Boston Solutions Incorporated
Chapter 17

Copyright© 2021 by Lazlo Zalezac

“I am very unhappy.”

“About?” Magus asked looking at the giant man sitting slumped down in the office chair.

“Everything,” Nestor said. He sighed dejectedly.

Magus said, “When was the last time you were happy?”

“When I was in college,” Nestor said. Just thinking about his college days brought a smile to his face and he sat up straighter.

“Did you go to a lot of parties?” Magus asked.

“No. I don’t like parties. I liked going to classes,” Nestor said.

Magus asked, “What was your major?”

“English literature. I really enjoyed reading and discussing poetry in my classes and with my classmates,” Nestor said. “I like poetry. I like poetry a lot. I guess you could say that I love poetry.”

“So we have established that you were happy in college reading and discussing poetry. Why did your happy days come to an end?” Magus asked.

“I graduated,” Nestor said.

“That does happen on occasion; not often enough but on occasion,” Magus said. “What happened upon graduating?”

“I had to get a job,” Nestor said. A pained expression flashed across his face and he crumpled back into his chair.

“Did you want a job?” Magus asked.

“Yes,” Nestor answered.

“Did you get a job?” Magus asked.

“Yes,” Nestor answered.

Magus asked, “What job did you get?”

Nestor answered, “It took a while to find a job. I mean, there aren’t many job ads for people who like poetry. I kept looking and finally found a job waiting on tables.”

“So you became a waiter. How was it?” Magus asked.

“A big guy like me should not be carrying food around in a crowded restaurant. I couldn’t move without bumping into people, chairs, or tables. I dropped more food than I delivered. That job didn’t even last a week,” Nestor said.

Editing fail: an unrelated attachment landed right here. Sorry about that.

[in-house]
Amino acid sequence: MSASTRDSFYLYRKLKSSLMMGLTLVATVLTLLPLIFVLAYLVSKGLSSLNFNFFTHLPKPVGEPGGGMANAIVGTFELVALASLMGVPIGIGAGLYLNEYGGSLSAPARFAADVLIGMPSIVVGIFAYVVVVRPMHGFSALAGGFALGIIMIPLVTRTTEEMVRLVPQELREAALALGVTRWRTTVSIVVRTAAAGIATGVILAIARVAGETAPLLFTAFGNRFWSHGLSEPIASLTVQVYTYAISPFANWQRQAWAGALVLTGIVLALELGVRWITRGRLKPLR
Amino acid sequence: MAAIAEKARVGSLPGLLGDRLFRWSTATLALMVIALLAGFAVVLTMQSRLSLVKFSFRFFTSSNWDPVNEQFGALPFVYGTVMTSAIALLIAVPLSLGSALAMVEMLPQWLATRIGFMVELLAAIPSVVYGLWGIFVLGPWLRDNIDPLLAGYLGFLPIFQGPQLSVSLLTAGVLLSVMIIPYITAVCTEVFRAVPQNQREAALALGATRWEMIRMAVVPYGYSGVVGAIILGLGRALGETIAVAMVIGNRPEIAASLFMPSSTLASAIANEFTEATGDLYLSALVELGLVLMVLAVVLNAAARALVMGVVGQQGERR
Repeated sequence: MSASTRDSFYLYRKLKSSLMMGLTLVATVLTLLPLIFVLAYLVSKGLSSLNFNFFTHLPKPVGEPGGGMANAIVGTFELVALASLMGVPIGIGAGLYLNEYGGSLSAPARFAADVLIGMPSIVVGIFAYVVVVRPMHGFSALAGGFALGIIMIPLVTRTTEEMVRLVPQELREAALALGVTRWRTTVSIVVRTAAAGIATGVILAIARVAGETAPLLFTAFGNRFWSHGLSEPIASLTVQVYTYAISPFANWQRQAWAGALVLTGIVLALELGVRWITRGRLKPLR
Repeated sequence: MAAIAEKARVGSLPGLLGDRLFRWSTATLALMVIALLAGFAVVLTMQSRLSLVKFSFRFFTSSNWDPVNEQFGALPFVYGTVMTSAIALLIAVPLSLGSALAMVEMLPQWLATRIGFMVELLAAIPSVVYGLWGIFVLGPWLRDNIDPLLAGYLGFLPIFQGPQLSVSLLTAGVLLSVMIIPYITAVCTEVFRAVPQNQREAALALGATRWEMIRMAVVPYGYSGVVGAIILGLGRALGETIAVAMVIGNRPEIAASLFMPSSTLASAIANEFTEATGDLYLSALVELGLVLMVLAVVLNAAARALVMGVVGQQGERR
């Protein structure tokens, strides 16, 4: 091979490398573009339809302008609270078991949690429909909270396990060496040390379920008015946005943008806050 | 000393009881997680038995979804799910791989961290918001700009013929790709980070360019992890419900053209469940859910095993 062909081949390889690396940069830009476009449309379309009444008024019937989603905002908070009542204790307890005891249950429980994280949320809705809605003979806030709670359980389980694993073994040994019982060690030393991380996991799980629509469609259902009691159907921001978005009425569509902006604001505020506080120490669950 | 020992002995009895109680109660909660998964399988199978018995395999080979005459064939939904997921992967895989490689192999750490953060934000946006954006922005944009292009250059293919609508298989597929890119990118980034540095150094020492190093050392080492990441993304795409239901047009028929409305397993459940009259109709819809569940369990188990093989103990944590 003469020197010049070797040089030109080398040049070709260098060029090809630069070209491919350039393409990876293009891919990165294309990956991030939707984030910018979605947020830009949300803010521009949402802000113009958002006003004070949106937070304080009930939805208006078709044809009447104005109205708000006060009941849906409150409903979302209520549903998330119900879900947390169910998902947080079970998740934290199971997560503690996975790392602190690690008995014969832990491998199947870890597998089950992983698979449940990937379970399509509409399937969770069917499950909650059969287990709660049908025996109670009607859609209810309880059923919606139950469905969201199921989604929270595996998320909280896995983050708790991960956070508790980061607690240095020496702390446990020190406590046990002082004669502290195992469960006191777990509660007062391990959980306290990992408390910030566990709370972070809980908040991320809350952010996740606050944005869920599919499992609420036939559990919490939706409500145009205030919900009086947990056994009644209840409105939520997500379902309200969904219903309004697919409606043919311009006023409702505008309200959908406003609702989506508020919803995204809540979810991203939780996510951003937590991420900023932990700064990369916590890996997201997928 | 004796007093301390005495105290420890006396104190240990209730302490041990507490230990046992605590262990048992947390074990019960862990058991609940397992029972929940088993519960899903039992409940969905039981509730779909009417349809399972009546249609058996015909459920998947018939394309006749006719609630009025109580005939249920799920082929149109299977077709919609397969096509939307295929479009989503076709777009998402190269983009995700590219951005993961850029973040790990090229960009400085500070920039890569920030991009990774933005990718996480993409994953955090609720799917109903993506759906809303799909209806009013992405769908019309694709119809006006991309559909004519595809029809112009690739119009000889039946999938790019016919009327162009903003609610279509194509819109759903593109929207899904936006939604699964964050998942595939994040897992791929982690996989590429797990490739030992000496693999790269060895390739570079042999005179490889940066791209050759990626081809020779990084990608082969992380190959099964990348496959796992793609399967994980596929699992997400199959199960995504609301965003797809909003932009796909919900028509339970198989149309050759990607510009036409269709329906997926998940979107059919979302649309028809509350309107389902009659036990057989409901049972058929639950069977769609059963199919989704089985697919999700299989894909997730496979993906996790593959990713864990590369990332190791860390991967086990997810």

Magus asked, “How did you feel about that?”

“Bad, but I continued to look for work. I found another job after a while,” Nestor said.

Magus said, “Good. What job did you get?”

Nestor said, “I got a job as a parking lot attendant. I was really looking forward to it. I figured that I would have a lot of time to read poetry and it would be a relatively low stress job.”

“That sounds like a good job for you,” Magus said.

“Unfortunately, I discovered that I couldn’t fit in the booth,” Nestor said. “It was short and kind of narrow.”

Magus said, “You are a rather large man. What happened?”

“Everything was okay at first. I sat outside the booth, read poetry, and collected money from the patrons. Then one day, about a week after I started, it began raining cats and dogs. I forced my way into the booth to keep from getting wet. I was stuck for three hours before anyone noticed. The fire department had to take the booth apart to get me out,” Nestor said. His cheeks turned red.

“I can see where that might be embarrassing,” Magus said. Although Nestor was a pretty big guy, the booth must have been pretty small for him to get stuck in it.

“I was embarrassed while they were trying to get me out. Then I was depressed because I was unemployed again. It was not one of my better days,” Nestor said.

Magus said, “I can see why you might say that. Then what happened?”

“It took a couple of months, but I got the job I have now,” Nestor said. He sat there looking like the poster child of misery.

“Where do you work?” Magus asked.

Nestor whimpered. To see a guy that big whimper was pretty disturbing. He mumbled something that Magus couldn’t quite hear. Magus asked, “Where?”

After getting control of his emotions, Nestor answered, “At the Department of Motor Vehicles.”